This is the summary notes of the important terms and concepts in Chapter 16 of the book "Electronic Communications System" by Wayne Tomasi. The notes are properly synchronized and concise for much better understanding of the book. Make sure to familiarize this review notes to increase the chance of passing the ECE Board Exam.
Process of conveying information from one place to another.
Is a long-distance communications
One of the most remarkable devices ever invented.
Anyone who uses a telephone or a data modem on a telephone
circuit is part of a global communications network.
Public Telephone Network
The PTN is comprised of several very large corporations and
hundreds of smaller independent companies jointly.
The telephone system as we know it today began as an unlikely
collaboration of two men with widely disparate personalities:
Alexander Graham Bell and Thomas A. Watson
The simplest and most straightforward form of telephone
Plain Old Telephone Service
Most fundamental component of a telephone circuit.
Subscriber Loop or Local Loop
An unshielded twisted-pair transmission line consisting of two
insulated conductors twisted together
Comes from the Greek word "tele" meaning from afar
and phone, meaning sound, voice, or voiced sound.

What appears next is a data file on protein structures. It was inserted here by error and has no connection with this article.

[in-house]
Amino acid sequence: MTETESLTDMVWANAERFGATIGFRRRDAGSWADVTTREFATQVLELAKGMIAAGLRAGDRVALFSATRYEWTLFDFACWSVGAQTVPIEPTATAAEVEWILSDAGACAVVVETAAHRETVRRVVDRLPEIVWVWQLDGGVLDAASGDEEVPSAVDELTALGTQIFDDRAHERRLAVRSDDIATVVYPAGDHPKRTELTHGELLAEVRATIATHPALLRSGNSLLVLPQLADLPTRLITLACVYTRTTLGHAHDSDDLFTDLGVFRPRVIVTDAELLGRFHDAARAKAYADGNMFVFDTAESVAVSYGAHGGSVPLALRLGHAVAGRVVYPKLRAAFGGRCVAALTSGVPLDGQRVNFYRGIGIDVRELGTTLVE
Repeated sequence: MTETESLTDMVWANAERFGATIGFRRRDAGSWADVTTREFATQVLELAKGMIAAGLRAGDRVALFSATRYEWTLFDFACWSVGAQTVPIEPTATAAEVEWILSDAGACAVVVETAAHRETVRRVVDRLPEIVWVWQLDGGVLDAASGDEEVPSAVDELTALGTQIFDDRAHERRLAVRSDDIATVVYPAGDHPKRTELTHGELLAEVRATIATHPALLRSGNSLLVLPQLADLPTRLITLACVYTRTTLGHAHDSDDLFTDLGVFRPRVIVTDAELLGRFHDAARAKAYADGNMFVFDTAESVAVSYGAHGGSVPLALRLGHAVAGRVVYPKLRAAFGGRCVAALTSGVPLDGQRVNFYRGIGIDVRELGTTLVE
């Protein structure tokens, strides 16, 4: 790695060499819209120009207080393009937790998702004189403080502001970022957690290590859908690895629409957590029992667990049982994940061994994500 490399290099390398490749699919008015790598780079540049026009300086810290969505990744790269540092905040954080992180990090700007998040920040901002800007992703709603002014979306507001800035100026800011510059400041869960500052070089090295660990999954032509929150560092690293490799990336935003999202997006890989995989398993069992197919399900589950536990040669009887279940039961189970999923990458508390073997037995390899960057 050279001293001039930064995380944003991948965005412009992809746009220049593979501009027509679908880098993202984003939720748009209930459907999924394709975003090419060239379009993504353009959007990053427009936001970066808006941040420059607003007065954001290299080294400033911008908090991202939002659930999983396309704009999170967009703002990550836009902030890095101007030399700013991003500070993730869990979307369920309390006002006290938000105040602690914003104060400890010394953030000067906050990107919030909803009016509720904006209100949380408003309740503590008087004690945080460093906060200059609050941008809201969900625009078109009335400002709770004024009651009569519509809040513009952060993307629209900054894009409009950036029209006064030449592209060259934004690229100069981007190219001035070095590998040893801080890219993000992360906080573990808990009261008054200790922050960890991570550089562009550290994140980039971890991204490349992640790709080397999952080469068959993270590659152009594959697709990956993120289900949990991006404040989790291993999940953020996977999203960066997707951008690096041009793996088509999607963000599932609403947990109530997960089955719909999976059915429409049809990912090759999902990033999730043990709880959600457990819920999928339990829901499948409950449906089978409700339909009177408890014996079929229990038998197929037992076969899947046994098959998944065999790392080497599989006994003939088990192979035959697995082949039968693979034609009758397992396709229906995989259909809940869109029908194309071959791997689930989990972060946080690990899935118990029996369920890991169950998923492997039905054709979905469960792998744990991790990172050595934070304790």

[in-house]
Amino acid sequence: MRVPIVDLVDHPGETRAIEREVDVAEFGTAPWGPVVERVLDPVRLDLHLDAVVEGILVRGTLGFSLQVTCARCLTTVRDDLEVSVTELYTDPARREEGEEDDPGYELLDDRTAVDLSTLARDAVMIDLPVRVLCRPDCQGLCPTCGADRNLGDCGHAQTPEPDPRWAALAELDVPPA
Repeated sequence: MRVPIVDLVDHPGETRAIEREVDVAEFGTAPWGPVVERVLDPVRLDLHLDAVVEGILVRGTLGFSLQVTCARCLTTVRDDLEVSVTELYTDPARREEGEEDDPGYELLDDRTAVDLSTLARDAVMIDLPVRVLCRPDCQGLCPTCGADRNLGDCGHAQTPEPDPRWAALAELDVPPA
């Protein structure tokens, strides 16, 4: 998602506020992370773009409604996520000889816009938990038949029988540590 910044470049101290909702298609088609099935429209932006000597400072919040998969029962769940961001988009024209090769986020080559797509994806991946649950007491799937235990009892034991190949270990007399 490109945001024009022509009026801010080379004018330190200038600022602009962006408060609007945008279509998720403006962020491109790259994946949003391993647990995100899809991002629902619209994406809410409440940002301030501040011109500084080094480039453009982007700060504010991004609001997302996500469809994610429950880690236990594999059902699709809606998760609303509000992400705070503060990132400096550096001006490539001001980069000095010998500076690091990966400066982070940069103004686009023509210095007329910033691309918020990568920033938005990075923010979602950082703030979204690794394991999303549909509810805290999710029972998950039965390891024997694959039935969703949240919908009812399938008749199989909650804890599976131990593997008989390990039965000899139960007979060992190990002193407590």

The first telephone set that combined a transmitter and
receiver into a single handheld unit was introduced in 1878
Helps prevent the speaker from talking too loudly
Sidetone or Talkback
The pair of wores connecting.
A series of telephone connection interfaces that are
registered with the U.S. Federal Communications Commission.
RJ or Registered Jacks
The most common telephone jack in use today and can have up to
An apparatus that creates an exact likeness of sound waves
with an electric current.
Is originally an electromagnetic bell, placed directly across
the tip of the ring of the local loop.
Purpose of a Ringer.
Alert the destination party of incoming
Sometimes called a Switch Hook.
On/Off Hook Circuit
Helps solve an important transmission problem in telephone set
It is the transmitter of the telephone.
Converts acoustical signals in the form of sound pressure
waves from the caller to electrical signals that are transmitted into the
Enables the subscriber to output signals representing digits.
Signaling messages can be subdivided further into one or four
Indicate a request for service.
Provide call status information.
Provide information in the form of announcements.
Provide the routing information.
Is strictly for signaling between a subscriber’s location and
the nearest telephone office or message switching center.
Are used to transfer digits and control signals between
Are combinations of two frequencies that fall within the
normal speech bandwidth so they can be propagated over the same circuits as
Equipment Busy Signal is sometimes.
Congestion Tone or No-Circuit-Available
Occurs whenever the system is overloaded and more calls are
being placed than can be completed.
Is sent from a central office to a subscriber whenever there
is an incoming call.
Telephones that operate without the cords attached to the
Relay radio signals and messages from wire line and cellular
telephones to subscribers carrying portable receivers.